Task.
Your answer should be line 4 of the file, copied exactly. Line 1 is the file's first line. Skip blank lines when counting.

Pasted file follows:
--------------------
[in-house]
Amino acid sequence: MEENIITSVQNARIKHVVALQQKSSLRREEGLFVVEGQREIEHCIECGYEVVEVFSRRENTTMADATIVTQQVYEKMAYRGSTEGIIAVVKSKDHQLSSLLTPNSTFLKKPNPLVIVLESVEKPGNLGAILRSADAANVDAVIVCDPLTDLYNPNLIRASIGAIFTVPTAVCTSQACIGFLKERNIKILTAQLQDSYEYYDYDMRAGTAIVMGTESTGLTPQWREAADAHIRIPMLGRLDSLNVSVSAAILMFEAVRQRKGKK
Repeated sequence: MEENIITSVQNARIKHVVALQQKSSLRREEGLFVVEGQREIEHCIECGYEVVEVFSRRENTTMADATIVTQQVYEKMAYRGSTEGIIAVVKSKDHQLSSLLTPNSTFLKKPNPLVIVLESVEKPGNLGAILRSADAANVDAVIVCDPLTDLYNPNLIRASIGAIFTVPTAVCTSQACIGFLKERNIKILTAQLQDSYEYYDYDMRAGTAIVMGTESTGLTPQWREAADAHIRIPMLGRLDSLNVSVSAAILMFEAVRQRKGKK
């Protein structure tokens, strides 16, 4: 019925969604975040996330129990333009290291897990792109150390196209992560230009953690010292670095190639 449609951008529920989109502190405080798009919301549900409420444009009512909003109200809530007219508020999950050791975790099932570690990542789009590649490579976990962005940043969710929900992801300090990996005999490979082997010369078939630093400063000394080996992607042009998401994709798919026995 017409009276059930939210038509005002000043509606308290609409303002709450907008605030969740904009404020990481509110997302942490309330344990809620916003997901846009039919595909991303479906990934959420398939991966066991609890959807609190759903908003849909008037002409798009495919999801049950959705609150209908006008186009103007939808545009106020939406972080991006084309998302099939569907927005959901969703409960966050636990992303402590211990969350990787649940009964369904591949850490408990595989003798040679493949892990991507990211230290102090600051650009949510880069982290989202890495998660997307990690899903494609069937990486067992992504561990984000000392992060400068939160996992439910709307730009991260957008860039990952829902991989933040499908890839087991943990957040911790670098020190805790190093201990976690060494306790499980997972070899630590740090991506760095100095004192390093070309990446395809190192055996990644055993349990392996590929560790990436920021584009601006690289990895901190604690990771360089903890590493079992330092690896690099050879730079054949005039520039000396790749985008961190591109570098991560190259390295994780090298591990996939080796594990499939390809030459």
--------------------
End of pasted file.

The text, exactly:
């Protein structure tokens, strides 16, 4: 019925969604975040996330129990333009290291897990792109150390196209992560230009953690010292670095190639 449609951008529920989109502190405080798009919301549900409420444009009512909003109200809530007219508020999950050791975790099932570690990542789009590649490579976990962005940043969710929900992801300090990996005999490979082997010369078939630093400063000394080996992607042009998401994709798919026995 017409009276059930939210038509005002000043509606308290609409303002709450907008605030969740904009404020990481509110997302942490309330344990809620916003997901846009039919595909991303479906990934959420398939991966066991609890959807609190759903908003849909008037002409798009495919999801049950959705609150209908006008186009103007939808545009106020939406972080991006084309998302099939569907927005959901969703409960966050636990992303402590211990969350990787649940009964369904591949850490408990595989003798040679493949892990991507990211230290102090600051650009949510880069982290989202890495998660997307990690899903494609069937990486067992992504561990984000000392992060400068939160996992439910709307730009991260957008860039990952829902991989933040499908890839087991943990957040911790670098020190805790190093201990976690060494306790499980997972070899630590740090991506760095100095004192390093070309990446395809190192055996990644055993349990392996590929560790990436920021584009601006690289990895901190604690990771360089903890590493079992330092690896690099050879730079054949005039520039000396790749985008961190591109570098991560190259390295994780090298591990996939080796594990499939390809030459």